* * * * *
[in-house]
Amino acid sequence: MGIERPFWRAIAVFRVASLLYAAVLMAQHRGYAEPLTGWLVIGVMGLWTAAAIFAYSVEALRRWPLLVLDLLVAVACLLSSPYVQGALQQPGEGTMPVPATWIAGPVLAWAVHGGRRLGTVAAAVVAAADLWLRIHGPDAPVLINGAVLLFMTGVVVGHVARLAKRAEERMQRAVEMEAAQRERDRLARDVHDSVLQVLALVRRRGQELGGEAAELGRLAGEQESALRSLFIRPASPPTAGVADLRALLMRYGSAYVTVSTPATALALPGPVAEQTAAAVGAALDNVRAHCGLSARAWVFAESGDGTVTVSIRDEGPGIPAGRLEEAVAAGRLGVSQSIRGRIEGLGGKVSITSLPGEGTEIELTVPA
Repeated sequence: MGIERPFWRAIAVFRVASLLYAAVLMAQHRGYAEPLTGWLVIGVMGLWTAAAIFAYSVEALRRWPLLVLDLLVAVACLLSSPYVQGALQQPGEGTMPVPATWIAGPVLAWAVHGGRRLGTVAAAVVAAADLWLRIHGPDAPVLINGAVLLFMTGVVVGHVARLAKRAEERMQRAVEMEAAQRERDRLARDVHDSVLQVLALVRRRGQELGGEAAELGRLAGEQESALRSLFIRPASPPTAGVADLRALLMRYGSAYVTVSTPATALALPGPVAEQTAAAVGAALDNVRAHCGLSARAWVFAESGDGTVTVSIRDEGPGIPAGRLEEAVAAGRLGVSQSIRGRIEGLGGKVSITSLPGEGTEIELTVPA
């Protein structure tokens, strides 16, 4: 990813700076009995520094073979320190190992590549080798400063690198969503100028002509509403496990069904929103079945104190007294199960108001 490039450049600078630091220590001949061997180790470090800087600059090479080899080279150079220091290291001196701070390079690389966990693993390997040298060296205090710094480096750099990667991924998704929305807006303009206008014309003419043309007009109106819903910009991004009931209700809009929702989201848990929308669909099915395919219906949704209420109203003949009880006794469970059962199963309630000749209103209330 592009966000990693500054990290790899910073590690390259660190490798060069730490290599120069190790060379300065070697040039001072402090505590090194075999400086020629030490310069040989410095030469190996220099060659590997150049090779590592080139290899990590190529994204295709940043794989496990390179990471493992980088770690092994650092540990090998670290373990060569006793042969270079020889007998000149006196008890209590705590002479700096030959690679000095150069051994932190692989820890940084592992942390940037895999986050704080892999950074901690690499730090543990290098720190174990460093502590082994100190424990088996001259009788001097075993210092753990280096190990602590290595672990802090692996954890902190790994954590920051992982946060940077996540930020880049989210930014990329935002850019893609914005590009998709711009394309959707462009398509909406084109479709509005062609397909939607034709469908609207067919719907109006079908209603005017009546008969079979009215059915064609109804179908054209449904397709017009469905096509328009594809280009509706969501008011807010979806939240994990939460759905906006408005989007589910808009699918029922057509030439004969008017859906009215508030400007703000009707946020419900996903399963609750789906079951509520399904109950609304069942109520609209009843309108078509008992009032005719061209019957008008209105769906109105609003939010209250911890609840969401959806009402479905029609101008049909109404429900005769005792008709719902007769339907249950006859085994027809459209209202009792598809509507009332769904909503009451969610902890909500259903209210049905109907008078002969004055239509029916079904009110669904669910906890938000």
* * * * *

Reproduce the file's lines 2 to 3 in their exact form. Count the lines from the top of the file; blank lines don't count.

Amino acid sequence: MGIERPFWRAIAVFRVASLLYAAVLMAQHRGYAEPLTGWLVIGVMGLWTAAAIFAYSVEALRRWPLLVLDLLVAVACLLSSPYVQGALQQPGEGTMPVPATWIAGPVLAWAVHGGRRLGTVAAAVVAAADLWLRIHGPDAPVLINGAVLLFMTGVVVGHVARLAKRAEERMQRAVEMEAAQRERDRLARDVHDSVLQVLALVRRRGQELGGEAAELGRLAGEQESALRSLFIRPASPPTAGVADLRALLMRYGSAYVTVSTPATALALPGPVAEQTAAAVGAALDNVRAHCGLSARAWVFAESGDGTVTVSIRDEGPGIPAGRLEEAVAAGRLGVSQSIRGRIEGLGGKVSITSLPGEGTEIELTVPA
Repeated sequence: MGIERPFWRAIAVFRVASLLYAAVLMAQHRGYAEPLTGWLVIGVMGLWTAAAIFAYSVEALRRWPLLVLDLLVAVACLLSSPYVQGALQQPGEGTMPVPATWIAGPVLAWAVHGGRRLGTVAAAVVAAADLWLRIHGPDAPVLINGAVLLFMTGVVVGHVARLAKRAEERMQRAVEMEAAQRERDRLARDVHDSVLQVLALVRRRGQELGGEAAELGRLAGEQESALRSLFIRPASPPTAGVADLRALLMRYGSAYVTVSTPATALALPGPVAEQTAAAVGAALDNVRAHCGLSARAWVFAESGDGTVTVSIRDEGPGIPAGRLEEAVAAGRLGVSQSIRGRIEGLGGKVSITSLPGEGTEIELTVPA